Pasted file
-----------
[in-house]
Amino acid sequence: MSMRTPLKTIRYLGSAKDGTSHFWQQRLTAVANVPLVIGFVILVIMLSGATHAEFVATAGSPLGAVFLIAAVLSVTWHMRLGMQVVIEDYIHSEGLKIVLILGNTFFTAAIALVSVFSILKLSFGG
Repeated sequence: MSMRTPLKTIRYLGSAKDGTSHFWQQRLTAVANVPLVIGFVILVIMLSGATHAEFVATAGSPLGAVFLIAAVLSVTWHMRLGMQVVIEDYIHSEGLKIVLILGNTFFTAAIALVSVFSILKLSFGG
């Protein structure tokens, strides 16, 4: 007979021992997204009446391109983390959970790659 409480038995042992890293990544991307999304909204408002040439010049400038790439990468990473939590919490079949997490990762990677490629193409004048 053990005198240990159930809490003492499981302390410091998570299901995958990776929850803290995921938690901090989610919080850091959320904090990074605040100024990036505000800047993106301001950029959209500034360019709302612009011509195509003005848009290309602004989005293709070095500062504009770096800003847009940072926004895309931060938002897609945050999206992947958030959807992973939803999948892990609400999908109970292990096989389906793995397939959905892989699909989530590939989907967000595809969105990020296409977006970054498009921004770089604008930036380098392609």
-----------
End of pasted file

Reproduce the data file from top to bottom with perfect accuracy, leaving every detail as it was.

[in-house]
Amino acid sequence: MSMRTPLKTIRYLGSAKDGTSHFWQQRLTAVANVPLVIGFVILVIMLSGATHAEFVATAGSPLGAVFLIAAVLSVTWHMRLGMQVVIEDYIHSEGLKIVLILGNTFFTAAIALVSVFSILKLSFGG
Repeated sequence: MSMRTPLKTIRYLGSAKDGTSHFWQQRLTAVANVPLVIGFVILVIMLSGATHAEFVATAGSPLGAVFLIAAVLSVTWHMRLGMQVVIEDYIHSEGLKIVLILGNTFFTAAIALVSVFSILKLSFGG
């Protein structure tokens, strides 16, 4: 007979021992997204009446391109983390959970790659 409480038995042992890293990544991307999304909204408002040439010049400038790439990468990473939590919490079949997490990762990677490629193409004048 053990005198240990159930809490003492499981302390410091998570299901995958990776929850803290995921938690901090989610919080850091959320904090990074605040100024990036505000800047993106301001950029959209500034360019709302612009011509195509003005848009290309602004989005293709070095500062504009770096800003847009940072926004895309931060938002897609945050999206992947958030959807992973939803999948892990609400999908109970292990096989389906793995397939959905892989699909989530590939989907967000595809969105990020296409977006970054498009921004770089604008930036380098392609």